Sue v. Marriott International, Inc., et al

Filing 9

NOTICE and ORDER: As to 1 Notice of Removal,the Removing Defendants shall file a comprehensive Amended Notice of Removal. Amended Pleadings due by 9/21/2020. Removing Defendants shall file a memorandum and supporting evidence concerning whether the amount in controversy requirement of 28 U.S.C. § 1332 is met, due by 9/21/2020. Plaintiff shall file either: (1) a Notice stating that Plaintiff does not dispute that Removing Defendants established the jurisdictional requirements of 28 U.S.C. § 1332, or (2) a Motion to Remand due by 10/1/2020. Signed by Magistrate Judge Erin Wilder-Doomes on 9/11/2020. (ELW)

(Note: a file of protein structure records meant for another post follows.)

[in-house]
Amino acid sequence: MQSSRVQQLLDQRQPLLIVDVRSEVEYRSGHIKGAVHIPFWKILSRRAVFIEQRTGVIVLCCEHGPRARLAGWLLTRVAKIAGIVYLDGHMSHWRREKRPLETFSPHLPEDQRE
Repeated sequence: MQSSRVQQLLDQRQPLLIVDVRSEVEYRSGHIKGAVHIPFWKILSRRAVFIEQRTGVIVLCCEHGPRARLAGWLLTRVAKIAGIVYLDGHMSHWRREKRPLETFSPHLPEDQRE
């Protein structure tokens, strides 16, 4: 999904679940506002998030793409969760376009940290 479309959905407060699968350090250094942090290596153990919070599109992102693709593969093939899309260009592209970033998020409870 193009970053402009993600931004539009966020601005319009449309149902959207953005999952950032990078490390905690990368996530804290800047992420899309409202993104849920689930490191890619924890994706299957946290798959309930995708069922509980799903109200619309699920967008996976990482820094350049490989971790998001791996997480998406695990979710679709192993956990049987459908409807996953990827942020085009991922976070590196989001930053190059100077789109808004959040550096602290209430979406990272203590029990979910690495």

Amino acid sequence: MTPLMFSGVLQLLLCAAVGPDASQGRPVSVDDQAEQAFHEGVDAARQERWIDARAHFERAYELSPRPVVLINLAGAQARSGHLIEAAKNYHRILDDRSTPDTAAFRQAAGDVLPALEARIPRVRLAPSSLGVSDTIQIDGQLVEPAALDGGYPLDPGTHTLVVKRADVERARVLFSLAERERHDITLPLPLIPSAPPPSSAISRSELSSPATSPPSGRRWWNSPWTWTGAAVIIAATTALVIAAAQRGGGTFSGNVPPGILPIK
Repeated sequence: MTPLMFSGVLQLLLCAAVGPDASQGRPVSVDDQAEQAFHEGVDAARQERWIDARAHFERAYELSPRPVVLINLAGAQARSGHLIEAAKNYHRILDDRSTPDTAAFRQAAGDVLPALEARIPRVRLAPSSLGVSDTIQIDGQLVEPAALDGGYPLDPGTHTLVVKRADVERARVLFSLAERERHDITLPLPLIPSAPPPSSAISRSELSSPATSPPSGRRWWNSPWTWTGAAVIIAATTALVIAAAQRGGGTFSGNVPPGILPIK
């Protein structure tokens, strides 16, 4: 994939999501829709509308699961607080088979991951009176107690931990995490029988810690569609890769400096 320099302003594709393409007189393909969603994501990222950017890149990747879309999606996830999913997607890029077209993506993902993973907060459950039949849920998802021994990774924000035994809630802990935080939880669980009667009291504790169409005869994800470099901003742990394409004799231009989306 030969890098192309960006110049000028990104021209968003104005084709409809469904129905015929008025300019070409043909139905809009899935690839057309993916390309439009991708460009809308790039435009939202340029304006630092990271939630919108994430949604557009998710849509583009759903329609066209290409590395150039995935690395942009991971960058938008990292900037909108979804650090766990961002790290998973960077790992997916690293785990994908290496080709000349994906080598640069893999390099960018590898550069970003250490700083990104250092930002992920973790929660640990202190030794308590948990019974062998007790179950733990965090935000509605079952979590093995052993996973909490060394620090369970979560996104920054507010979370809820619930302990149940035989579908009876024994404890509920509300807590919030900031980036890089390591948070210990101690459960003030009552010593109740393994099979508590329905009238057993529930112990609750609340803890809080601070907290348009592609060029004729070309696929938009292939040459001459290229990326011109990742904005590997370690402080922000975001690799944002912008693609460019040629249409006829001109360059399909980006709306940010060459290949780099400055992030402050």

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UNITED STATES DISTRICT COURT MIDDLE DISTRICT OF LOUISIANA SUE LARKIN CIVIL ACTION NO. VERSUS 20-493-SDD-EWD MARRIOT INTERNATIONAL, INC., ET AL. NOTICE AND ORDER This is a civil action involving claims for damages allegedly sustained by Sue Larkin (“Plaintiff”) because of an incident that occurred on June 26, 2019 while Plaintiff was staying at the Courtyard by Marriott Alexandria hotel in Alexandria, Louisiana (“Incident”). 1 Plaintiff alleges that she was “sitting on the bed [in her hotel room] in her undergarments” with the “Do Not Disturb” sign on her door “when, suddenly and without warning, a contracted Pest-Control worker entered her room with a hotel key card, causing [Plaintiff] great fear for her personal safety.” 2 Plaintiff contends she suffered injuries and damages because of the Incident, caused by the fault of Marriott International, Inc. (“Marriott”), MCR Investors LLC (“MCR”), and/or Ecolab, Inc. 3 Plaintiff further claims that Marriott, MCR, Sompo America Insurance Company (“Sompo”), 4 and Ecolab are liable for her injuries and damages. 5 On June 29, 2020, Plaintiff filed her Petition for Damages (“Petition”) against Defendants in Nineteenth Judicial District Court for the Parish of East Baton Rouge. 6 On August 1, 2020, 1 See, generally, R. Docs. 1-1, 1-2. R. Doc. 1-1, ¶ 5. Plaintiff amended her Petition to allege that the pest-control worker was employed by Ecolab, Inc. (“Ecolab”). R. Doc. 1-2, ¶ 5. 3 R. Doc. 1-1, ¶ 6, 10-12; R. Doc. 1-2, ¶ 6, 13-15. 4 R. Doc. 1-1, ¶ 11. Plaintiff alleges the Sompo insured Marriott and/or MCR at the time of the Incident. R. Doc. 1-1, ¶ 11. 5 R. Doc. 1-1, ¶¶ 6, 10-12; R. Doc. 1-2, ¶¶ 6, 13-15. Marriott, MCR, Sompo, and Ecolab are collectively referred as “Defendants.” 6 R. Doc. 1-1. 2 Marriott, MCR, and Endurance Assurance Corporation (“Endurance”) (collectively, “Removing Defendants”) removed the matter to this Court, asserting federal subject matter jurisdiction under 28 U.S.C. § 1332. 7 Proper information regarding the citizenship of all parties, and the amount in controversy, is necessary to establish the Court’s diversity jurisdiction under 28 U.S.C. § 1332. As explained below, the Notice of Removal is deficient both as to citizenship allegations and as to amount in controversy. Endurance as a Defendant versus Sompo In the Notice of Removal, Removing Defendants allege (1) that Endurance is “incorrectly named as Sompo,” and (2) that Endurance is “a Delaware corporation.” 8 Removing Defendants’ allegations as to Endurance’s citizenship are deficient. Moreover, Endurance is not currently a named defendant in this suit, and the Notice of Removal fails to allege the citizenship of the presently named defendant, Sompo. 28 U.S.C. § 1441(a) provides that “[e]xcept as otherwise expressly provided by Act of Congress, any civil action brought in a State court of which the district courts of the United States have original jurisdiction, may be removed by the defendant or the defendants, to the district court of the United States for the district and division embracing the place where such action is pending.” 9 In an unpublished opinion, the Fifth Circuit has stated that “[u]nder 28 U.S.C. § 1441(a), only a defendant may remove a civil action from state court to federal court. A non-party, even one that claims to be a real party in interest, lacks the authority to institute removal proceedings.” 10 However, some courts in this Circuit have permitted cases to proceed 7 R. Doc. 1, at introductory paragraph and p. 3. R. Doc. 1, at introductory paragraph and Section II(A)(i). 9 Emphasis added. 10 De Jongh v. State Farm Lloyds, 555 Fed. Appx. 435, 437 (5th Cir. 2014) (citations omitted). 8 2 notwithstanding removal by a party who is not named where the parties agree the removing party is misnamed (i.e., the removing party is the intended defendant) and “the Court would not be manufacturing diversity jurisdiction based on inserting defendants into or dismissing them from a case.” 11 To the extent Sompo (i.e., the named defendant) is also diverse from Plaintiff, the question of which party is the proper defendant does not affect this Court’s subject matter jurisdiction pursuant to 28 U.S.C. § 1332 (i.e., the de facto substitution of Endurance in the place of Sompo— to the extent such substitution would be proper—would not result in the manufacturing of diversity in contravention of De Jongh). 12 11 Lefort v. Entergy Corp., No. 15-1245, 2015 WL 4937906, at *3 (E.D. La. Aug. 18, 2015). The De Jongh Court separated the procedural question of whether the removing entity had authority to remove from whether the court had subject matter jurisdiction. De Jongh, 555 Fed. Appx. at 438-39 (“State Farm never properly became a defendant and therefore lacked the authority to remove this action to federal court; moreover, the district court lacked subject matter jurisdiction because each of the proper parties to this action – Jongh, Lloyds, and Johnson – are Texas residents.”) and n. 5 (“State Farm contends that, to the extent it erred in improperly removing the case to federal court as a non-party, such error is, at worst, a ‘procedural defect’ that Jongh waived when she failed to move for remand within thirty days of removal. We disagree. State Farm’s removal of this case did not transform it into a party to the case. Thus, even if we overlook the impropriety of State Farm removing, when we analyze the parties to the case for diversity, we find all Texas citizens, such that we lack diversity jurisdiction.”). Although the Fifth Circuit has not directly ruled on the question of whether removal by a non-party is a procedural defect that can be waived, it has indicated that such a position is “plausible.” See Wachovia Bank, N.A. v. PICC Prop. & Cas. Co. Ltd., 328 Fed. Appx. 946, 948 and n. 1 (5th Cir. May 18, 2009) (per curiam) (noting that “[i]n this Circuit, any objection to removal that does not involve whether the action could have originally been brought in federal district court is a procedural error that may be waived by a litigant’s failure to object to removal within the 30-day period provided in § 1447(c), rather than a lack of subject matter jurisdiction.”). At least one district court in this Circuit has disagreed that De Jongh allows a distinction between the question of subject matter jurisdiction and authority to remove. See Griffin v. Walmart, Inc., No. 18-430, 2018 WL 2389750, at **3-4 (N.D. Tex. May 25, 2018) (relying on De Jongh’s “broad language” that a non-party lacks authority to institute removal proceedings and disagreeing that De Jongh “addresses the specific circumstance of a court unilaterally allowing the substitution of a diverse defendant in place of a nondiverse one.”) (quoting Richard v. USAA Cas. Ins. Co., No. 17-175, 2017 WL 8944429 (M.D. La. Nov. 30, 2017)). The Griffin court went on to hold that “under § 1441(a) and De Jongh, the analysis stops when a court has determined the removing party is not a defendant; if it is not, it cannot remove even if its citizenship is not being used to manufacture diversity.” Id. at *4. Significantly, the Motion to Remand in Griffin (which was filed within 30 days after the filing of the notice of removal) was premised on the argument that a non-party had improperly removed the action. The undersigned agrees that pursuant to 28 U.S.C. § 1441(a), only “the defendant or the defendants” have the right to remove but considers removal by a non-party to be a waivable procedural defect. Here, the notice of removal was filed more than thirty days ago, but the defect has not been timely raised, see 28 U.S.C. § 1447(c). Therefore, this Order is only concerned with the non-waivable issue of whether subject matter jurisdiction exists. 12 3 Citizenship of Plaintiff, Marriott, MCR, Endurance/Sompo, and Ecolab The party asserting federal jurisdiction must “distinctly and affirmatively” allege the citizenship of all parties, and “allegations phrased in the negative are insufficient.” It is not clear that the parties are diverse because citizenship has not been adequately alleged as to any party other than Plaintiff. In their Notice of Removal, Defendants state, “Plaintiff is a resident of Stafford County, Virginia.” 13 Allegations of residency are not sufficient to establish the citizenship of an individual; rather, “[f]or diversity purposes, citizenship means domicile; mere residence in the State is not sufficient.” 14 Accordingly, to properly plead Plaintiff’s citizenship, Defendants should have affirmatively plead Plaintiff’s domicile. However, because Plaintiff alleges in her Petition that she is a “resident and domiciliary of Stafford, Virginia,” 15 it appears that Plaintiff is a citizen of Virginia for diversity purposes. As to Marriott, the Notice of Removal states, “Marriott is a Maryland corporation.” 16 Likewise, the Petition claims that Marriott is “a foreign corporation authorized to do and doing business in the State of Louisiana…” 17 Under 28 U.S.C. § 1332(c)(1), “a corporation shall be deemed to be a citizen of every State and foreign state by which it has been incorporated and of the State or foreign state where it has its principal place of business…” 18 Neither the Notice of Removal nor the Petition adequately allege the place of incorporation and principal place of business of Marriott. 13 R. Doc. 1, at Section II(A)(i). Mas v. Perry, 489 F.2d 1396, 1399 (5th Cir. 1974). 15 R. Doc. 1-1, at introductory paragraph. 16 R. Doc. 1, at Section II(A)(i). 17 R. Doc. 1-2, ¶ 2. 18 See also, Getty Oil, Div. of Texaco v. Ins. Co. of North America, 841 F.2d 1254, 1259 (5th Cir. 1988) (in diversity cases involving corporations, “allegations of citizenship must set forth the state of incorporation as well as the principal place of business of each corporation.”). 14 4 As to MCR, the Notice of Removal states, “MCR is a Delaware limited liability company; its single member is Tyler Morse who is a resident of the State of New York.” 19 These are not sufficient allegations regarding MCR’s citizenship because they do not adequately allege the citizenship of MCR’s “single member,” Tyler Morse, as required by 28 U.S.C. § 1332(a). “[T]he citizenship of a limited liability company is determined by the citizenship of all of its members” for diversity purposes. 20 Thus, to properly allege the citizenship of a limited liability company, a party must identify each of the members of a limited liability company, and the citizenship of each member in accordance with the requirements of 28 U.S.C. § 1332(a) and (c). 21 The same requirement applies to any member of a limited liability company which is also a limited liability company. 22 As with Plaintiff, allegations of residency are not sufficient to establish the citizenship of an individual; rather, “[f]or diversity purposes, citizenship means domicile; mere residence in the State is not sufficient.” 23 Accordingly, to properly plead MCR’s citizenship, Removing Defendants must affirmatively plead Tyler Morse’s domicile. As to Endurance, Removing Defendants allege that it is a “Delaware corporation.” 24 Under 28 U.S.C. § 1332(c)(1), “a corporation shall be deemed to be a citizen of every State and foreign state by which it has been incorporated and of the State or foreign state where it has its principal 19 R. Doc. 1, at Section II(A)(i). Harvey v. Grey Wolf Drilling Co., 542 F.3d 1077, 1080 (5th Cir. 2008). 21 Id. 22 See Turner Bros. Crane and Rigging, LLC v. Kingboard Chemical Holding Ltd., No. 06-88, 2007 WL 2848154, at *4 (M.D. La. Sept. 24, 2007) (“when partners or members are themselves entities or associations, the citizenship must be traced through however many layers of members or partners there may be, and failure to do [so] can result in dismissal for want of jurisdiction.”) (citations omitted). 23 Mas, 489 F.2d at 1399. 24 R. Doc. 1, at Section II(A)(i). 20 5 place of business…” 25 Neither the Notice of Removal nor the Petition 26 adequately allege the place of incorporation and principal place of business of Endurance. Finally, while the Petition states that Ecolab is a “foreign corporation authorized to do and doing business in the State of Louisiana,” 27 the Notice of Removal does not allege Ecolab’s citizenship. 28 Removing Defendants must affirmatively allege Ecolab’s citizenship. Amount in Controversy It is also not clear from the Notice of Removal or the Petition whether Plaintiff’s claims likely exceed $75,000, exclusive of interest and costs. 29 Plaintiff alleges she sustained “severe mental anguish and emotional distress,” including “inconvenience, constant fear for her safety, sleeplessness, fear of traveling, and severe anxiety” when an Ecolab pest-control worker “suddenly and without warning” entered her Courtyard by Marriott Alexandria hotel room while she was sitting on the bed in her undergarments. 30 Plaintiff claims she suffered past, present, and future severe emotional distress, mental anguish and suffering, medical expenses, loss of enjoyment of life, lost wages and benefits and/or loss of earnings capacity, inconvenience, and costs for travel cancellations. 31 In their Notice of Removal, Removing Defendants “suggest” that “Plaintiff has alleged claims in excess of $75,000,” based on (1) the foregoing injuries and damages allegations, and (2) Plaintiff’s counsel’s “statement that she cannot stipulate to damages less than $75,000.00” 32 25 See also, Getty Oil, 841 F.2d at 1259. The Petition contains no allegations regarding Endurance’s citizenship, as Plaintiff alleges that Sompo insured Marriott and/or MCR at the time of the Incident. R. Doc. 1-2, ¶ 2. Regardless, Plaintiff alleges that Sompo is a “foreign insurance company authorized to do and doing business in the State of Louisiana.” Id. These allegations in the Petition are insufficient to establish Sompo’s citizenship for the reasons explained above. 27 R. Doc. 1-2, ¶ 2. 28 See R. Doc. 1. 29 See 28 U.S.C. § 1332(a). 30 R. Doc. 1-1, ¶ 5-6, 12; R. Doc. 1-2, ¶ 5, 6, 13. 31 R. Doc. 1-1, ¶ 12. 32 R. Doc. 1, at Section 2(A)(ii) and Conclusion. 26 6 The allegations in the Petition do not provide enough information to determine if Plaintiff’s claims will likely exceed $75,000, exclusive of interest and costs. First, Plaintiff’s demands for general categories of damages (e.g., emotional distress, mental anguish and suffering, medical expenses, loss of enjoyment of life, inconvenience, lost wages and benefits and/or loss of earning capacity, costs of travel cancellations, etc.) 33 are insufficient to establish the amount in controversy. “Courts have routinely held that pleading general categories of damages, such as ‘pain and suffering, disability, lost wages, loss of earning capacity, medical expenses, etc.,’ without any indication of the amount of the damages sought, does not provide sufficient information for the removing defendant to meet his burden of proving that the amount in controversy is satisfied under the ‘facially apparent’ test.” 34 Removing Defendants have not provided a description of the specific injuries suffered by Plaintiff, the nature of Plaintiff’s medical treatment, the amount of medical expenses Plaintiff has incurred, the nature or extent of Plaintiff’s alleged “severe anxiety,” Plaintiff’s prognosis or recommended future treatment, whether Plaintiff has incurred “cost of travel cancellations” and, if so, the amount, or whether Plaintiff is working/can work. There is also is no evidence of any settlement demand, discovery responses, or other relevant documents that would have bearing on the amount in controversy. 35 Removing Defendants also attempt to show that the amount in controversy is satisfied through statements allegedly made by Plaintiff’s counsel, including that “she cannot stipulate to damages less than $75,000.00.” 36 This allegation is also insufficient. First, a plaintiff’s refusal to execute a stipulation is only one factor to be considered and is not determinative of the amount in 33 R. Doc. 1-1, ¶ 12. Davis v. JK & T Wings, Inc., No. 11-501, 2012 WL 278728, at *3 (M.D. La. Jan. 6, 2012), and cited cases. 35 The Petition also does not contain a jury demand. While not dispositive, a demand for trial by jury in Louisiana would at least indicate that Plaintiff believes her damages exceed $50,000. See La. Code. Civ. Proc. art. 1732 and Batiste v. Stryker Corp., No. 19-574, 2020 WL 2245845, at n. 33 (M.D. La. April 22, 2020). 36 R. Doc. 1, at Section II(A)(ii). 34 7 controversy. 37 Second, when—as here—the facially apparent test is not met, the district court may require the parties to “submit summary-judgment-type evidence, relevant to the amount in controversy at the time of removal.” 38 While the Notice of Removal alleges that certain statements were made by Plaintiff’s counsel, such statements are not summary-judgment-type evidence. 39 Removing Defendants have not submitted any summary-judgment-type evidence bearing on the amount in controversy for the Court consider. Although Plaintiff has not filed a Motion to Remand, the Court sua sponte raises the issue of whether it may exercise diversity jurisdiction in this matter, specifically whether there is complete diversity among the parties and the amount in controversy requirement has been met. 40 Accordingly, IT IS ORDERED that by no later than September 21, 2020, Removing Defendants shall file a comprehensive Amended Notice of Removal, that contains all their numbered allegations as revised, supplemented, and/or amended, without reference to any other document in the record, and that adequately alleges (1) the citizenships of Marriott, Endurance, Sompo, 41 and Ecolab, including their respective places of incorporation and principal places of business; and (2) the citizenship of MCR’s “single member,” Tyler Morse, including his domicile, as described in this Ruling and Order. 37 See, e.g., Johnson v. Petsmart, Inc., No. 16-3448, 2017 WL 360265, at *5 (E.D. La. Jan. 25, 2017) and id. at n. 83, (“See Aldrich v. DBP Holding Corp., No. 13-5729, 2014 WL 2215707 (E.D. La. May 28, 2014) (plaintiff’s failure to stipulate damages ‘is not conclusive evidence that a claim exceeds $75,000’); see also Carbajal v. Caskids Oil Operating Co., No. 05-5966, 2006 WL 1030392 (E.D. La. Apr. 18, 2006); Buchana v. Wal-Mart Stores, Inc., No. 992783, 1999 WL 1044336 at *3 (E.D. La. Nov. 17, 1999) (‘Although some courts have considered failure to stipulate in deciding whether to remand, courts in this district and others have found that factor alone does not satisfy a defendant’s burden.’).”) 38 Allen v. R & H Oil & Gas Co., 63 F.3d 1326, 1336 (5th Cir. 1995); Delta Coatings, Inc. v. Travelers Property Casualty Co. of America, No. 15-222, 2016 WL 7851411, * 2 (M.D. La. Oct. 21, 2016). 39 Trill Entertainment, LLC v. BCD Music Group, Inc., No. 07-559, 2018 WL 4853024, *1 (M.D. La. Nov. 7, 2008). 40 See McDonal v. Abbott Laboratories, 408 F.3d 177, 182, n. 5 (5th Cir. 2005) (“[A]ny federal court may raise subject matter jurisdiction sua sponte.”). 41 To the extent Removing Defendants allege that Sompo is not a corporation, then they must nonetheless allege Sompo’s citizenship, as described in this Ruling and Order. 8 IT IS FURTHER ORDERED that by no later than September 21, 2020, Removing Defendants shall file a memorandum and supporting evidence concerning whether the amount in controversy requirement of 28 U.S.C. § 1332 is met. IT IS FURTHER ORDERED that by no later than October 1, 2020, Plaintiff shall file either: (1) a Notice stating that Plaintiff does not dispute that Removing Defendants established the jurisdictional requirements of 28 U.S.C. § 1332, or (2) a Motion to Remand. The case will be allowed to proceed if jurisdiction is adequately established. Signed in Baton Rouge, Louisiana, on September 11, 2020. S ERIN WILDER-DOOMES UNITED STATES MAGISTRATE JUDGE 9